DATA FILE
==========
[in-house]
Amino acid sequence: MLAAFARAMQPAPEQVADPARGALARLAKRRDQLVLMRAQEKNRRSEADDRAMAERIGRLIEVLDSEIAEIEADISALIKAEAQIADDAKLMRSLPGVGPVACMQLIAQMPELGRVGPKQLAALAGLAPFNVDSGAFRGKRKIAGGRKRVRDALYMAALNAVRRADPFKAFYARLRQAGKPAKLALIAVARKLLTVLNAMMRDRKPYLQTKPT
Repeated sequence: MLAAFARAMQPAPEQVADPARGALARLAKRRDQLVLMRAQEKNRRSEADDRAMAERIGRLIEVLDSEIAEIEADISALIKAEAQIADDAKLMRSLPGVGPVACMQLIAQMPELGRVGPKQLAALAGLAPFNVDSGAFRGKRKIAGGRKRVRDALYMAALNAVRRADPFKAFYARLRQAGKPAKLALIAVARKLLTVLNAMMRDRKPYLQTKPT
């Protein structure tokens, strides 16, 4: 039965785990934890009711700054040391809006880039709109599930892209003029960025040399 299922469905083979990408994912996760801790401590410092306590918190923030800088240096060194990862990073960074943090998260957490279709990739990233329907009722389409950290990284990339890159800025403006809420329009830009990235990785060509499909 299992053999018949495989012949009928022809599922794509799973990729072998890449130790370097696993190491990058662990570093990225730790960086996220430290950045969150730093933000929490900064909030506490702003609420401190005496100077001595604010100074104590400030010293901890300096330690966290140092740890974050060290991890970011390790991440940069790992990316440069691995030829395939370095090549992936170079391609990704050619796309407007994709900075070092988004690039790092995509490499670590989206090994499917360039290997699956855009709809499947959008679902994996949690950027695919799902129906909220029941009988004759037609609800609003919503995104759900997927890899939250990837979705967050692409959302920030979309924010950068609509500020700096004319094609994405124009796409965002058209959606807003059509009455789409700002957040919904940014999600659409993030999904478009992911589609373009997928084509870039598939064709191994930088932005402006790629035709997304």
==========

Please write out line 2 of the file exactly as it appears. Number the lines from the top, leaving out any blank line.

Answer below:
Amino acid sequence: MLAAFARAMQPAPEQVADPARGALARLAKRRDQLVLMRAQEKNRRSEADDRAMAERIGRLIEVLDSEIAEIEADISALIKAEAQIADDAKLMRSLPGVGPVACMQLIAQMPELGRVGPKQLAALAGLAPFNVDSGAFRGKRKIAGGRKRVRDALYMAALNAVRRADPFKAFYARLRQAGKPAKLALIAVARKLLTVLNAMMRDRKPYLQTKPT